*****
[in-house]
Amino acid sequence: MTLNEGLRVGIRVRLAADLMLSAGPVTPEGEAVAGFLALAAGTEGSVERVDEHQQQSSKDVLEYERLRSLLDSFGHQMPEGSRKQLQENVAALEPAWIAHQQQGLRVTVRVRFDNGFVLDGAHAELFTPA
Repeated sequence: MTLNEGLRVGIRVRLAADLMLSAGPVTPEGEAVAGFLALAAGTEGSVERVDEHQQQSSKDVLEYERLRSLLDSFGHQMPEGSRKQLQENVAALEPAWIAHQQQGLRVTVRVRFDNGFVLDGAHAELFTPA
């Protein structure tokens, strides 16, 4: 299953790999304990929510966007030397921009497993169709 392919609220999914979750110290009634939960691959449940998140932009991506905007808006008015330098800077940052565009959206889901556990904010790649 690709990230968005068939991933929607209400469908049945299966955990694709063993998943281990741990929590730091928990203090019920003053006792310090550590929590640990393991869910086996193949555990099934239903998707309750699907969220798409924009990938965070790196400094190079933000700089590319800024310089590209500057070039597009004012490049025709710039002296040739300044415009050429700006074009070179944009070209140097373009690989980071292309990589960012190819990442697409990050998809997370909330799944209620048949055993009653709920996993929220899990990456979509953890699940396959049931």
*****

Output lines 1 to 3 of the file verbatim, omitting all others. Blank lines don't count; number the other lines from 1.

[in-house]
Amino acid sequence: MTLNEGLRVGIRVRLAADLMLSAGPVTPEGEAVAGFLALAAGTEGSVERVDEHQQQSSKDVLEYERLRSLLDSFGHQMPEGSRKQLQENVAALEPAWIAHQQQGLRVTVRVRFDNGFVLDGAHAELFTPA
Repeated sequence: MTLNEGLRVGIRVRLAADLMLSAGPVTPEGEAVAGFLALAAGTEGSVERVDEHQQQSSKDVLEYERLRSLLDSFGHQMPEGSRKQLQENVAALEPAWIAHQQQGLRVTVRVRFDNGFVLDGAHAELFTPA